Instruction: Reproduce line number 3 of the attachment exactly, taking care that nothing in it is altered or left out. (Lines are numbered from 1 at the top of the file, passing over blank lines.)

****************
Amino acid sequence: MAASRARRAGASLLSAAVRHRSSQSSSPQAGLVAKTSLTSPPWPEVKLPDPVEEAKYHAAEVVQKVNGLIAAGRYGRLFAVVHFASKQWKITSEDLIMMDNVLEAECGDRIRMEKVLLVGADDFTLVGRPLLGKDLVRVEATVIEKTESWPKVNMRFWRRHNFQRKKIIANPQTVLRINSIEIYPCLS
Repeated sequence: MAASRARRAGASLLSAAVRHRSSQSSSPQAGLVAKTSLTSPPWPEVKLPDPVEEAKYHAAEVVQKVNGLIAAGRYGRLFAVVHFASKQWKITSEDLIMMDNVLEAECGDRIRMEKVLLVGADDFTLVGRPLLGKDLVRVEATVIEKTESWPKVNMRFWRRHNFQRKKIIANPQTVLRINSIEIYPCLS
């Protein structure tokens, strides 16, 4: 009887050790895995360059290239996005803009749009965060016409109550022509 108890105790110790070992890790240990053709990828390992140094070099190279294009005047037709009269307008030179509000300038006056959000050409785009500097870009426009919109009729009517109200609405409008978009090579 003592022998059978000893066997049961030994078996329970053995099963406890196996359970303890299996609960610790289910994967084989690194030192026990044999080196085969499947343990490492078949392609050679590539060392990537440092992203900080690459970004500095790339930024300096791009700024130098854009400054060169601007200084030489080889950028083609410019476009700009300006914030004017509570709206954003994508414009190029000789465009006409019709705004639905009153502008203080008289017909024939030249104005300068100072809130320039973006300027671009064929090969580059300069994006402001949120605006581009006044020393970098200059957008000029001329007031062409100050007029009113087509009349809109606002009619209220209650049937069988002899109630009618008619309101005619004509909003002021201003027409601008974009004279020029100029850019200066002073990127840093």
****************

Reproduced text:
């Protein structure tokens, strides 16, 4: 009887050790895995360059290239996005803009749009965060016409109550022509 108890105790110790070992890790240990053709990828390992140094070099190279294009005047037709009269307008030179509000300038006056959000050409785009500097870009426009919109009729009517109200609405409008978009090579 003592022998059978000893066997049961030994078996329970053995099963406890196996359970303890299996609960610790289910994967084989690194030192026990044999080196085969499947343990490492078949392609050679590539060392990537440092992203900080690459970004500095790339930024300096791009700024130098854009400054060169601007200084030489080889950028083609410019476009700009300006914030004017509570709206954003994508414009190029000789465009006409019709705004639905009153502008203080008289017909024939030249104005300068100072809130320039973006300027671009064929090969580059300069994006402001949120605006581009006044020393970098200059957008000029001329007031062409100050007029009113087509009349809109606002009619209220209650049937069988002899109630009618008619309101005619004509909003002021201003027409601008974009004279020029100029850019200066002073990127840093």